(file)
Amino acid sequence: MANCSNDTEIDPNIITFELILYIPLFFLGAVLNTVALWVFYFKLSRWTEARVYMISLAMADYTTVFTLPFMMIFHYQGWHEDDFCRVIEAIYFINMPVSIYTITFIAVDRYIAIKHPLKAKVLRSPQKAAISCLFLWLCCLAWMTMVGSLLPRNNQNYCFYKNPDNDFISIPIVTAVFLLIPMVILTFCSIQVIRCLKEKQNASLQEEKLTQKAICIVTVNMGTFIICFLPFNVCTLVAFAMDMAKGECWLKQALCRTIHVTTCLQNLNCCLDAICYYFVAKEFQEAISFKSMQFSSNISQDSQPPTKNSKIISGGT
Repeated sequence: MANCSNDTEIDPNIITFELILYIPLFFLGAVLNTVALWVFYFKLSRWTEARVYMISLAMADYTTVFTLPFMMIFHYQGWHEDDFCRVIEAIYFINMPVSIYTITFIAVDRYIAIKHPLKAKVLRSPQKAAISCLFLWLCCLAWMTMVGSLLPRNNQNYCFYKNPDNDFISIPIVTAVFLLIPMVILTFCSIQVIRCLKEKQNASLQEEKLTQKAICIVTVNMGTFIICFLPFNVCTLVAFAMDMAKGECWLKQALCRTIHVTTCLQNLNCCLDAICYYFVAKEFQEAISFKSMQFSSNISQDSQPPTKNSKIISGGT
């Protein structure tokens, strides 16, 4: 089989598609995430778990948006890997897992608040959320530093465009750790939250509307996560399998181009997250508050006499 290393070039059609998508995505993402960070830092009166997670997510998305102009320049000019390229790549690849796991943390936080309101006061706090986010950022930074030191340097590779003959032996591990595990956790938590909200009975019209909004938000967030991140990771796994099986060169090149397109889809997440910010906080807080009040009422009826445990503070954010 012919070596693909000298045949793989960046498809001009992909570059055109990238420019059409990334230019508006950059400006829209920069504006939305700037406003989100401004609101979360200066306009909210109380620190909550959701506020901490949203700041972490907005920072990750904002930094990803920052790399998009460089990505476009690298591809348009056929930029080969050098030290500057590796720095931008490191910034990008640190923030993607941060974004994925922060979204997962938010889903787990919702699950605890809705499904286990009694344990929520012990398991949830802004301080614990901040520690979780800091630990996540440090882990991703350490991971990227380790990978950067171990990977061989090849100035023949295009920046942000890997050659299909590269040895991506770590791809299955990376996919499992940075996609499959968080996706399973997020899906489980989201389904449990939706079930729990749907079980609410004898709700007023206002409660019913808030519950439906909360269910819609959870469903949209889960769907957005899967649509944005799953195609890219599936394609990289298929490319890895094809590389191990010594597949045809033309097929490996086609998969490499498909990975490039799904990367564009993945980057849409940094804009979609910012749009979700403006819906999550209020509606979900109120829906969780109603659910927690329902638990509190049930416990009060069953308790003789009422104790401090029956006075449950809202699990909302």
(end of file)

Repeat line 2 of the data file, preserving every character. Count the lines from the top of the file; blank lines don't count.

Repeated sequence: MANCSNDTEIDPNIITFELILYIPLFFLGAVLNTVALWVFYFKLSRWTEARVYMISLAMADYTTVFTLPFMMIFHYQGWHEDDFCRVIEAIYFINMPVSIYTITFIAVDRYIAIKHPLKAKVLRSPQKAAISCLFLWLCCLAWMTMVGSLLPRNNQNYCFYKNPDNDFISIPIVTAVFLLIPMVILTFCSIQVIRCLKEKQNASLQEEKLTQKAICIVTVNMGTFIICFLPFNVCTLVAFAMDMAKGECWLKQALCRTIHVTTCLQNLNCCLDAICYYFVAKEFQEAISFKSMQFSSNISQDSQPPTKNSKIISGGT